The original plan was to buy somewhere lovely in the Dordogne-Lot area in a few years time to coincide with David’s retirement. Things happened slightly differently. I went on a summer course at Cubertou with my daughter, and this time David joined me at the end of the course for the performance. He shared my enthusiasm for the place. We were packing up to leave when the owners of Cubertou arrived to collect keys and lock up for the winter. Cubertou had been a thriving Arts Centre in the past, but was now being occupied for only two or three weeks per year as holiday lets. The conversation led to a guided tour of Cubertou and we all agreed that it should be a place filled to the brim with creativity and laughter… six weeks later we were back in France signing the purchase agreement! David and I bought Cubertou in December 2011 and I ran our first courses in the summer of 2012.
The practicalities of starting a business
For us the French way of having a notaire represent both vendor and buyer worked extremely well. We became friends with the vendors and included in our agreement that they would help us to get going in our new venture. Having them share their knowledge of the property, the various French administrative hurdles and the help with the language was invaluable. Another thing we found very useful was to read books like Live & Work in France by Victoria Pybus and Jack Sims, and magazines such as French Entree. Anyone starting a business needs someone who knows the ropes in France and who speaks the language to help them get started. Not everything was easy, of course. There is the mighty challenge of the language for one thing, in those moments when you realize you’re not sure if something that arrived in the post is an actual bill or a scam. Another adjustment is getting used to shops shutting on Sundays, even garden centres and DIY. And bureaucracy, getting so many bills for so many different taxes and trying to understand it all.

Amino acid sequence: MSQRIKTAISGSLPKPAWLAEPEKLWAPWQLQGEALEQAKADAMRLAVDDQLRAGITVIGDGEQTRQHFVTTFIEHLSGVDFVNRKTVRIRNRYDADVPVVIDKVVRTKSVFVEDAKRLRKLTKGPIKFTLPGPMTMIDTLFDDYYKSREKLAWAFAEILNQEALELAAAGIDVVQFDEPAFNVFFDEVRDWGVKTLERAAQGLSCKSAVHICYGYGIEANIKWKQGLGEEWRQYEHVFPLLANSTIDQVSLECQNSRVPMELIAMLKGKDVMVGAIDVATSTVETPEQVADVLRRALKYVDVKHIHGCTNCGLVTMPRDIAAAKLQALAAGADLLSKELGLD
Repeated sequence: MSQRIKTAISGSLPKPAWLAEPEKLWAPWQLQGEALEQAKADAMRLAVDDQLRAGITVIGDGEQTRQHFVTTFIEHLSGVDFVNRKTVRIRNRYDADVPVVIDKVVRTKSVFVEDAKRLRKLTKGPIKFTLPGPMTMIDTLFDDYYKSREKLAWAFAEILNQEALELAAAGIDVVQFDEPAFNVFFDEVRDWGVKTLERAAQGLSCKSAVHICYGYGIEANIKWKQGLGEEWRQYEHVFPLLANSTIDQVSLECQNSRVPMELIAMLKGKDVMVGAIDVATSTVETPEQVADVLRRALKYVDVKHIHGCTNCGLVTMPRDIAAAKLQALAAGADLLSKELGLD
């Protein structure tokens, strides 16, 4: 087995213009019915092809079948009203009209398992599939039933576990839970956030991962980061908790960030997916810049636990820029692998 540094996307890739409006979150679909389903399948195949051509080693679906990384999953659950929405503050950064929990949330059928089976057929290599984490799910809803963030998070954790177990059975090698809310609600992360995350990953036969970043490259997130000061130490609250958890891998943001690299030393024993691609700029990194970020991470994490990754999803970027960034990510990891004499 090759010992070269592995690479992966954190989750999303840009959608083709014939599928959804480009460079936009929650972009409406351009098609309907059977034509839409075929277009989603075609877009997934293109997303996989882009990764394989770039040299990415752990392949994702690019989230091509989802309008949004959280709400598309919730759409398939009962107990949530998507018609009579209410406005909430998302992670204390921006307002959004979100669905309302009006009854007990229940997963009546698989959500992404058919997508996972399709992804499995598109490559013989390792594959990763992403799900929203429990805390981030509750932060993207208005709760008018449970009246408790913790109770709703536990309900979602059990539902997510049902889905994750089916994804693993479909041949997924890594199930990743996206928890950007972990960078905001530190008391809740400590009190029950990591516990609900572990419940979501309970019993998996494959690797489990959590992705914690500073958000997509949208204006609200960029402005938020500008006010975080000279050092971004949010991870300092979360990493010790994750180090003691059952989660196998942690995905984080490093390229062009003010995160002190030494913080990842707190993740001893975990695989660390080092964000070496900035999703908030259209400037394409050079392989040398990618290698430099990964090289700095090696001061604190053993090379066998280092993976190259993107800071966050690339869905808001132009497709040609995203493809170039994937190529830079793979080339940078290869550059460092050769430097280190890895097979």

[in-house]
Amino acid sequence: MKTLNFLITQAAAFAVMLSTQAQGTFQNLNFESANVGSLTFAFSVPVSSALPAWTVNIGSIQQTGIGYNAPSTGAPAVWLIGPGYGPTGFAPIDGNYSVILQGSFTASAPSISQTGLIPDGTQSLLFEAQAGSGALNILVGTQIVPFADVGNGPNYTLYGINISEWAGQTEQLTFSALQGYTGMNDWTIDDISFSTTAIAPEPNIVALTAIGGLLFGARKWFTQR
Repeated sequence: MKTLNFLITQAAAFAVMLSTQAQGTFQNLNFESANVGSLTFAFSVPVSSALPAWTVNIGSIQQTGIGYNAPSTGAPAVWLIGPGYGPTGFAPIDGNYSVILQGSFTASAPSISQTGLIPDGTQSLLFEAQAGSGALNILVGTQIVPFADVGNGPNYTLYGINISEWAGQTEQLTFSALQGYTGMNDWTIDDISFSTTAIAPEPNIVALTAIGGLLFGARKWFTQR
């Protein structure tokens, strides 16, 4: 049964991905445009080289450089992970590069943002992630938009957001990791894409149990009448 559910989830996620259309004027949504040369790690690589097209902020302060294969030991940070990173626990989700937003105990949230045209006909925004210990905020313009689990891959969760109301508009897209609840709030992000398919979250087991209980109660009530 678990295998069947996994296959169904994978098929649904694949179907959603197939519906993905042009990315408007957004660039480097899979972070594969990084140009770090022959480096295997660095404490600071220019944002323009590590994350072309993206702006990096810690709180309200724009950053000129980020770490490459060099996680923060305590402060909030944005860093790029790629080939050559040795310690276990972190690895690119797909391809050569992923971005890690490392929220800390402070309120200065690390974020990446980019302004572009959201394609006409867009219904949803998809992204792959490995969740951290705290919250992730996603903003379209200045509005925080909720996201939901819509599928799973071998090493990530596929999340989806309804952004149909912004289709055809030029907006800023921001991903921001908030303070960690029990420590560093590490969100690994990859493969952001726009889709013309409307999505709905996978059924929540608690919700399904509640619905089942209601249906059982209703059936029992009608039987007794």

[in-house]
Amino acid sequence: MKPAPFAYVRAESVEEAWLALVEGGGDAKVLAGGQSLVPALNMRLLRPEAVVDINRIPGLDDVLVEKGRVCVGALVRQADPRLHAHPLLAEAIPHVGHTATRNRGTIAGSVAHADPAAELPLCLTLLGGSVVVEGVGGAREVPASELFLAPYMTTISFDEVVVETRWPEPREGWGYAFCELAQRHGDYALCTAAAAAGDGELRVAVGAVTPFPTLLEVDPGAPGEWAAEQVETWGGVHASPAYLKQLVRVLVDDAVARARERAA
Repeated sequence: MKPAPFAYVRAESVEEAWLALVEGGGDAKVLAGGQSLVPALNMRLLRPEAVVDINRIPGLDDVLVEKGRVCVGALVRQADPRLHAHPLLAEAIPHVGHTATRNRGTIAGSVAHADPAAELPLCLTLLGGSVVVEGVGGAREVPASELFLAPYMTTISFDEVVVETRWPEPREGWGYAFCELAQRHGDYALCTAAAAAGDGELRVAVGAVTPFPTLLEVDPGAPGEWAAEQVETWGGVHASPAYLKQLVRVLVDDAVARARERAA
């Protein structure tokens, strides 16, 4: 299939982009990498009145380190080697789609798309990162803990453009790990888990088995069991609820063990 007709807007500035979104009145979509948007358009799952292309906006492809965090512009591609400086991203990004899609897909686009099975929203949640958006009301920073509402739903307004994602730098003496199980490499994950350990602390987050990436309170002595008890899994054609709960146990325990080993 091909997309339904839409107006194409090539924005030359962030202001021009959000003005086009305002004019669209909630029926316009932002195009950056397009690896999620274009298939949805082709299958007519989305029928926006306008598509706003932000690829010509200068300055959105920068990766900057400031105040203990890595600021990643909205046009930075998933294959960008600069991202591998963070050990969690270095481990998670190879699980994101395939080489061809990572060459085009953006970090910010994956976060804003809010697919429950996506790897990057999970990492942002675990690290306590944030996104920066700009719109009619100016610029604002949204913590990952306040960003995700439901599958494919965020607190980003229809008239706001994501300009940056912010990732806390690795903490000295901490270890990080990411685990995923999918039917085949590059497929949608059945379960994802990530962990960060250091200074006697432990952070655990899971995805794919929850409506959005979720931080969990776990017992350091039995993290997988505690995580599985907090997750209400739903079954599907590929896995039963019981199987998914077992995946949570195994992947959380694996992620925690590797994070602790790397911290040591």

Some unexpected bonuses
While chatting and signing our property purchase agreement we made conversation around the rather strange laws of inheritance, and that David and I should get married in France. The notaire picked up on this and said he would be happy to preside over the relevant french marriage vows. So David and I found ourselves having a mini French marriage, just a few weeks before our silver wedding anniversary. And as if that wasn’t surreal enough, the date of our French marriage coincided with a visit to Cubertou of William Bennett, probably the most popular flute maestro of our time. So I found myself having a marriage ceremony with the man I had been very happily married to for 25 years and with my flute ‘hero’ attending as best man… wonderful!
Again not as planned, I stopped working for the business much earlier than expected and now work full time on courses for Cubertou. I divide my time between here and London, sorting out accounts for the previous year, planning courses for the next year, promoting and taking bookings.
Another unexpected bonus is that our market is much broader than originally planned. Many of the courses are not just for beginners but also for those with more experience. Last year we had a number of guests who work with the arts professionally, as teachers or therapists, who very much enjoyed the opportunity to have a week of creativity doing their own work.
What I love about France
The space, the countryside and the riches it brings to our table and the space we can afford our clients. Having space relaxes people. Also that there doesn’t appear to be the snobbery that we still come across in other places. We were greeted by the mayor of a local French village with his mop and bucket, the director of a nearby major tourist attraction also sells tickets in the booth, I love that sense of everyone ‘mucking in’ together. Finally, the beauty. A mixture of sunshine, wild flowers, 13th century villages… what more could you ask for?
•With thanks to Liz Cutts
Le Cubertou Summer Courses include Chamber Music for Strings, Winds and Piano; Flute; Opera; Choir; Creative Writing; Art; Photography and Astronomy, from beginner to advanced